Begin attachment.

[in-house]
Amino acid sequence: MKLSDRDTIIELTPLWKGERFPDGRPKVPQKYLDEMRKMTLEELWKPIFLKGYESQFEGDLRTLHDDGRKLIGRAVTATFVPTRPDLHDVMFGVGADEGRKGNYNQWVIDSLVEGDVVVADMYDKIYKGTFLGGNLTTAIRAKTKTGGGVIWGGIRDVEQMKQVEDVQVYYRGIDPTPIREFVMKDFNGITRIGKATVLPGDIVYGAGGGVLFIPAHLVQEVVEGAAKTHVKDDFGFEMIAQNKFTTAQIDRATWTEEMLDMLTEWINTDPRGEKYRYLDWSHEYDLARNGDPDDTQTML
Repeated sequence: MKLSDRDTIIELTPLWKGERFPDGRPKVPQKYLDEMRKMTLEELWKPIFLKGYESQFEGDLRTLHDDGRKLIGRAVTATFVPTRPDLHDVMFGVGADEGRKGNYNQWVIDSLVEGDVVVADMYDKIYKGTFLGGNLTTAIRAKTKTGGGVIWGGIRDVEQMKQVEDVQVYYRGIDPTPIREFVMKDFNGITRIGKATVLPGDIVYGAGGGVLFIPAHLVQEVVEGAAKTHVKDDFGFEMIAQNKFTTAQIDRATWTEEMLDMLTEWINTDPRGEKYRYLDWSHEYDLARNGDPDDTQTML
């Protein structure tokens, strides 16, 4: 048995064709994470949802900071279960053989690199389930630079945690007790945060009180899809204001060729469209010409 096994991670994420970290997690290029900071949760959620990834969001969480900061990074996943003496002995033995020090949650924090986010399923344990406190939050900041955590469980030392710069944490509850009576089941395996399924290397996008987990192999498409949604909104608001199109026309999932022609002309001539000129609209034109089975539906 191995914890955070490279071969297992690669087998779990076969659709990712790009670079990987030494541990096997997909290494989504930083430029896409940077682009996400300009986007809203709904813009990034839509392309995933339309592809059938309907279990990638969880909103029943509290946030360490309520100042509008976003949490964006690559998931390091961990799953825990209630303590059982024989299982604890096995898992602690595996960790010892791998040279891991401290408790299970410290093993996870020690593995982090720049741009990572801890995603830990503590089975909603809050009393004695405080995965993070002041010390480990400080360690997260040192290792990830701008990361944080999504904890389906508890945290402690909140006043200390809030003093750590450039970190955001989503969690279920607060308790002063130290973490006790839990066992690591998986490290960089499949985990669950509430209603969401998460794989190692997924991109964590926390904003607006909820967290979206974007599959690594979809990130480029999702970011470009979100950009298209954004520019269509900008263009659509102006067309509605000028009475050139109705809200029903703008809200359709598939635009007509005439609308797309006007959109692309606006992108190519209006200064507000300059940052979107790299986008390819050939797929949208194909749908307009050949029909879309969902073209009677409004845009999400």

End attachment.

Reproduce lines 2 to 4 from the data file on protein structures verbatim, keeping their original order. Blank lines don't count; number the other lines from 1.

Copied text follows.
Amino acid sequence: MKLSDRDTIIELTPLWKGERFPDGRPKVPQKYLDEMRKMTLEELWKPIFLKGYESQFEGDLRTLHDDGRKLIGRAVTATFVPTRPDLHDVMFGVGADEGRKGNYNQWVIDSLVEGDVVVADMYDKIYKGTFLGGNLTTAIRAKTKTGGGVIWGGIRDVEQMKQVEDVQVYYRGIDPTPIREFVMKDFNGITRIGKATVLPGDIVYGAGGGVLFIPAHLVQEVVEGAAKTHVKDDFGFEMIAQNKFTTAQIDRATWTEEMLDMLTEWINTDPRGEKYRYLDWSHEYDLARNGDPDDTQTML
Repeated sequence: MKLSDRDTIIELTPLWKGERFPDGRPKVPQKYLDEMRKMTLEELWKPIFLKGYESQFEGDLRTLHDDGRKLIGRAVTATFVPTRPDLHDVMFGVGADEGRKGNYNQWVIDSLVEGDVVVADMYDKIYKGTFLGGNLTTAIRAKTKTGGGVIWGGIRDVEQMKQVEDVQVYYRGIDPTPIREFVMKDFNGITRIGKATVLPGDIVYGAGGGVLFIPAHLVQEVVEGAAKTHVKDDFGFEMIAQNKFTTAQIDRATWTEEMLDMLTEWINTDPRGEKYRYLDWSHEYDLARNGDPDDTQTML
């Protein structure tokens, strides 16, 4: 048995064709994470949802900071279960053989690199389930630079945690007790945060009180899809204001060729469209010409 096994991670994420970290997690290029900071949760959620990834969001969480900061990074996943003496002995033995020090949650924090986010399923344990406190939050900041955590469980030392710069944490509850009576089941395996399924290397996008987990192999498409949604909104608001199109026309999932022609002309001539000129609209034109089975539906 191995914890955070490279071969297992690669087998779990076969659709990712790009670079990987030494541990096997997909290494989504930083430029896409940077682009996400300009986007809203709904813009990034839509392309995933339309592809059938309907279990990638969880909103029943509290946030360490309520100042509008976003949490964006690559998931390091961990799953825990209630303590059982024989299982604890096995898992602690595996960790010892791998040279891991401290408790299970410290093993996870020690593995982090720049741009990572801890995603830990503590089975909603809050009393004695405080995965993070002041010390480990400080360690997260040192290792990830701008990361944080999504904890389906508890945290402690909140006043200390809030003093750590450039970190955001989503969690279920607060308790002063130290973490006790839990066992690591998986490290960089499949985990669950509430209603969401998460794989190692997924991109964590926390904003607006909820967290979206974007599959690594979809990130480029999702970011470009979100950009298209954004520019269509900008263009659509102006067309509605000028009475050139109705809200029903703008809200359709598939635009007509005439609308797309006007959109692309606006992108190519209006200064507000300059940052979107790299986008390819050939797929949208194909749908307009050949029909879309969902073209009677409004845009999400």